Participants in Darkness Into Light in Kilkenny back in May. Photo: Pat Moore.
May was a busy month in Kilkenny.
Most notably, there was huge excitement for the arrival of the Prince of Wales and Duchess of Cornwall on May 11. The Royal couple got an introduction to the sport of hurling from none other than Henry Shefflin, before visiting a number of locations in the city and Thomastown.
The annual Darkness Into Light, which raises funds for Pieta House, took place, with large numbers participating.
Local group the Unity Singers celebrated 50 years with a dinner dance and concert, among other events.
At council meetings in May, a variety of issues were raised including the location of seasonal fruit sellers on the Callan Road, as well as fears over the safety of young children crossing the Hebron Road with bikes and horses.
Bennettsbridge man Richard Mosse won a prestigious photography award.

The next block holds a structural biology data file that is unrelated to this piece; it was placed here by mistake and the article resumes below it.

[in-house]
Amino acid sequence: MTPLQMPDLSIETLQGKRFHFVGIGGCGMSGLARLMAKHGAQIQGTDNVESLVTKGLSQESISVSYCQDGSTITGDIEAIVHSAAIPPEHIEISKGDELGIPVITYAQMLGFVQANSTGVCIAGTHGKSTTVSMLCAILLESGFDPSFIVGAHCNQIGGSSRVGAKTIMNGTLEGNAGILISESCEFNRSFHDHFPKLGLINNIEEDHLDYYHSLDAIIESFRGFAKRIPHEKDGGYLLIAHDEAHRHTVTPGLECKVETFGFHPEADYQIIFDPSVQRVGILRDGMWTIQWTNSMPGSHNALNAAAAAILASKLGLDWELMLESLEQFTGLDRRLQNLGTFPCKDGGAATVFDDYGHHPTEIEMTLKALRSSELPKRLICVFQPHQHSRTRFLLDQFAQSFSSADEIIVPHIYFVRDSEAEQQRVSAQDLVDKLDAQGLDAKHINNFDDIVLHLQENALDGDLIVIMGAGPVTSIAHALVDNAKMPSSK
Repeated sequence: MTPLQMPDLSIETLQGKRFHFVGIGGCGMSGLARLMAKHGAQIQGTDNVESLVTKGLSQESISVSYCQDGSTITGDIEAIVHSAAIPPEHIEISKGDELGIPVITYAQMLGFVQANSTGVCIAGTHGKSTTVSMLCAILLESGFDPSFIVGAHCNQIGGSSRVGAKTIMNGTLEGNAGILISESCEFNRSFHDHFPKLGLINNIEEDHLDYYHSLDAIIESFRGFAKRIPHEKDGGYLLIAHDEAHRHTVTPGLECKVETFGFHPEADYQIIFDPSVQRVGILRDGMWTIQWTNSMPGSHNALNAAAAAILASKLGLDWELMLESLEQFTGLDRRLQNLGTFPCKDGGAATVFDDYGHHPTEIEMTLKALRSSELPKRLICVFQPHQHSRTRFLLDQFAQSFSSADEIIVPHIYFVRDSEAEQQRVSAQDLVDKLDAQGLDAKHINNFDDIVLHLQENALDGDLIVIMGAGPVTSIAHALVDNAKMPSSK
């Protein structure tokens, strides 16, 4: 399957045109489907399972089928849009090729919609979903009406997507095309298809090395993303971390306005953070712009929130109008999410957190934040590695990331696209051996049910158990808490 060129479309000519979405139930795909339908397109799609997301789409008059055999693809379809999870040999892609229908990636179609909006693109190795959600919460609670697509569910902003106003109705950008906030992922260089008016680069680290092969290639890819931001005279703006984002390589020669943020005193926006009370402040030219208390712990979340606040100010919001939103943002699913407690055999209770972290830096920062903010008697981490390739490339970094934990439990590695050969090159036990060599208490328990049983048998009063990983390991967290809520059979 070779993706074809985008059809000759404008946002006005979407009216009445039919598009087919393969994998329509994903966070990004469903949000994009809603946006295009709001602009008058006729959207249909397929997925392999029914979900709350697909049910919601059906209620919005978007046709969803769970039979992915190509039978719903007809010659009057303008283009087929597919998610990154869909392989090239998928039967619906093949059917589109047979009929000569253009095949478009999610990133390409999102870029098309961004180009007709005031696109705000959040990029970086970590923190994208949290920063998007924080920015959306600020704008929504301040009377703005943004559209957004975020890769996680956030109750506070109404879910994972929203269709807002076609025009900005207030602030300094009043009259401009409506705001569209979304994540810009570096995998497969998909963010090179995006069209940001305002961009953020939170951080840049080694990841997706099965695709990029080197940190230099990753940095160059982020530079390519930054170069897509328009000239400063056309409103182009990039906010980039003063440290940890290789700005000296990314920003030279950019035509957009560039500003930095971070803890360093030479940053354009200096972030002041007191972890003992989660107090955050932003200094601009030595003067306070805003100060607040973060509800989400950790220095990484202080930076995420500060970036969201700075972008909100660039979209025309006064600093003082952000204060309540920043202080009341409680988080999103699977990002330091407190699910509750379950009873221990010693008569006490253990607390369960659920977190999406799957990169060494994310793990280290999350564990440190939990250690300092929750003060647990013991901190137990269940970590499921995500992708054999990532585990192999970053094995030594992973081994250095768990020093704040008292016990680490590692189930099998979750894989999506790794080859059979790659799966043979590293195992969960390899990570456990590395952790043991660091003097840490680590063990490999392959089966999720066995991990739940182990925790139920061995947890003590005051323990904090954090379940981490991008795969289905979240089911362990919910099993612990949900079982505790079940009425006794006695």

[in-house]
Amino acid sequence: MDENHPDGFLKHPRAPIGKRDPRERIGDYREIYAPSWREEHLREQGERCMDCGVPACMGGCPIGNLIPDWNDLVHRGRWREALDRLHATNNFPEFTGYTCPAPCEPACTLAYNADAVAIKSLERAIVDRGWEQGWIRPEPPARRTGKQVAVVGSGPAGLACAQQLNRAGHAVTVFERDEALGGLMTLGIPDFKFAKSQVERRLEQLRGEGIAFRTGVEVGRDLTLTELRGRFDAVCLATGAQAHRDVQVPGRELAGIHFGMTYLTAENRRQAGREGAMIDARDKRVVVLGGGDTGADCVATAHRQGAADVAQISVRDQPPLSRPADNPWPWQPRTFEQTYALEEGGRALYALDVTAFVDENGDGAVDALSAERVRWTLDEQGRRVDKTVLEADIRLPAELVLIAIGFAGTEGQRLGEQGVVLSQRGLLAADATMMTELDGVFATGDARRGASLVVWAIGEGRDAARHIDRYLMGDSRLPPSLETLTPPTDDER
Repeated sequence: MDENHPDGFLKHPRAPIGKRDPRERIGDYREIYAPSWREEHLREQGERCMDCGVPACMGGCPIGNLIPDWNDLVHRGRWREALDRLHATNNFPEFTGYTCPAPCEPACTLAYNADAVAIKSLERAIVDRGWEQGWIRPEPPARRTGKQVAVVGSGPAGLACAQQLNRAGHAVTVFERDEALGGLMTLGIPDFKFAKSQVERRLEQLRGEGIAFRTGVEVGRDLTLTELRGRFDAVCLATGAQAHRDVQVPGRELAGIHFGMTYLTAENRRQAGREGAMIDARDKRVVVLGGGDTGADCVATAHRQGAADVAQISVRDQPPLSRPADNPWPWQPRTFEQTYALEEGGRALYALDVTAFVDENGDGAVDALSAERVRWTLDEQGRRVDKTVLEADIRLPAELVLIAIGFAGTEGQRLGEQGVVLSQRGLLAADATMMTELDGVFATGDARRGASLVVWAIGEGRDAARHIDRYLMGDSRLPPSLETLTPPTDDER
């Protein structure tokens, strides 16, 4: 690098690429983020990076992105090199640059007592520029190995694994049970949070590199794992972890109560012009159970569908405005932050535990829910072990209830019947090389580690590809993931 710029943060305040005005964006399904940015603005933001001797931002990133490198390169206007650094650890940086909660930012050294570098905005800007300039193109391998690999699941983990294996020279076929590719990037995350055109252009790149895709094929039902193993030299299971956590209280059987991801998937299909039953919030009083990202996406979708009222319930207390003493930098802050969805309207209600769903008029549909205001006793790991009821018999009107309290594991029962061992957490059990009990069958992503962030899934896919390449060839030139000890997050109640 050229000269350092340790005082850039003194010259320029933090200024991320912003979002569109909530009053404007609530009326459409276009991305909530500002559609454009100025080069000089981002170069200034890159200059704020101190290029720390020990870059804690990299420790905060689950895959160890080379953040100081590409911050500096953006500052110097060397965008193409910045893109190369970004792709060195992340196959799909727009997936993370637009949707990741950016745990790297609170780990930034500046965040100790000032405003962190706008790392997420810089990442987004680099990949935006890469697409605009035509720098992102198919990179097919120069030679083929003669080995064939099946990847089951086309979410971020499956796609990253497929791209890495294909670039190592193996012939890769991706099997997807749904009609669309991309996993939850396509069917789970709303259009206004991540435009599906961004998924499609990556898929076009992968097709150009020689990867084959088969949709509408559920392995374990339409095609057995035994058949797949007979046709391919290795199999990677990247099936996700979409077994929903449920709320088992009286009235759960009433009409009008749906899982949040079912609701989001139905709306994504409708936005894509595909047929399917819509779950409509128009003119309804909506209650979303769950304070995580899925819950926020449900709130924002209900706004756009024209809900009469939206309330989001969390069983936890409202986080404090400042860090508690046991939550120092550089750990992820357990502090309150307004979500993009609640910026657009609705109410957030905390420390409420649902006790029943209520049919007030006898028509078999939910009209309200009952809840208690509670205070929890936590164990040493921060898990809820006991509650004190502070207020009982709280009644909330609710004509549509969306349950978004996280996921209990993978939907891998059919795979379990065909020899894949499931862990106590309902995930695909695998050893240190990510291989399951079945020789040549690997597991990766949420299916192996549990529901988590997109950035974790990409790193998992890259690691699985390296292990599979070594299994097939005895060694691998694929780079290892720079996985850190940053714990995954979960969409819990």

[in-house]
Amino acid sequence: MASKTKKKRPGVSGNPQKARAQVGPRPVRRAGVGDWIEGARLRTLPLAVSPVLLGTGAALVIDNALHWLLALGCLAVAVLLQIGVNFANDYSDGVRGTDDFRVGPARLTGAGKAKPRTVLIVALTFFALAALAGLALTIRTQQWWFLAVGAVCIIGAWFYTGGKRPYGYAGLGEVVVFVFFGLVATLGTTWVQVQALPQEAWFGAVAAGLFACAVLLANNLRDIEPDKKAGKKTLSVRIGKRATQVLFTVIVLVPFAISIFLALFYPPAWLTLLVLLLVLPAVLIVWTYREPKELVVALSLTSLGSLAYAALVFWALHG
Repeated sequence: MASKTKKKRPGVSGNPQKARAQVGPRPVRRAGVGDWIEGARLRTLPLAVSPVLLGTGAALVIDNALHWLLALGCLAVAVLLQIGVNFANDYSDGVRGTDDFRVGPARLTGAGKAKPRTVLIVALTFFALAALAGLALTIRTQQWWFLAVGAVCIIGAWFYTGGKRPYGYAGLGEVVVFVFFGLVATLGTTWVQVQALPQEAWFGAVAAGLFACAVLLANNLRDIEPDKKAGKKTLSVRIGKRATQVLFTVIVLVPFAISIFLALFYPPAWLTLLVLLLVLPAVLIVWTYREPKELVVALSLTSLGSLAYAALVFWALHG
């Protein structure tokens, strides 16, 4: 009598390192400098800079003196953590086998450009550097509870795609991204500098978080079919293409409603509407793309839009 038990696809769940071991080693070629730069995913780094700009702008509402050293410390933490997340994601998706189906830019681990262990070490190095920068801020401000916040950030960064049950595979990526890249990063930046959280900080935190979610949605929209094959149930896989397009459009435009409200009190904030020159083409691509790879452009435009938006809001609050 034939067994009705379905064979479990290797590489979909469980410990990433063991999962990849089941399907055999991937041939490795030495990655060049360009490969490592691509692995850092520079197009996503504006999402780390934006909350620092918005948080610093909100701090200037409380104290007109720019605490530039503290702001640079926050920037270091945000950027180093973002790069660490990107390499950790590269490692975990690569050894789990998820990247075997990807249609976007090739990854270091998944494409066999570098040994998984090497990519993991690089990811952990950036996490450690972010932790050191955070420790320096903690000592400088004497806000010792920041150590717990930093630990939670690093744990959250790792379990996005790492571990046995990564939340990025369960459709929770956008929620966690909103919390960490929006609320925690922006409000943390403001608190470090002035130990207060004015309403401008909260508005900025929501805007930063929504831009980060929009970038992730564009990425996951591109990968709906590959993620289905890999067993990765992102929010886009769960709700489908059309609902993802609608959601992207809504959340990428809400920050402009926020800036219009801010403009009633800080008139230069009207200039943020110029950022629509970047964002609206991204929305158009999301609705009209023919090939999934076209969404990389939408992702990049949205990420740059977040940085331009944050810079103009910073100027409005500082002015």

A legal challenge taken against An Bord Pleanala’s decision to approve the proposed northern ring road extension was referred to the Courts of Justice of the European Union.
Figures from the Irish Nurses and Midwives Organisation for the first four months of the year revealed it to have been the worst start to the year for patients on trolleys at St Luke’s Hospital since records began.
A presentation from the Watershed sport and leisure facility showed the business was in good health, with almost 650,000 visitors the previous year.
The No Name Club National Youth Awards saw an all-night disco and sleepover with almost 1,000 young people in attendance at Kilkenny’s Lyrath Estate Hotel convention centre.
The city’s new St Francis Bridge — part of the controversial Central Access Scheme, opened to traffic this month. An open day later took place on the former brewery site, the Abbey Quarter —and local people were invited to submit their old photos and nostalgia items for ‘Mayfair Memories’.
The Kilkenny People had a redesign in the last week of May — a brand new look as we celebrated 125 years of covering local news.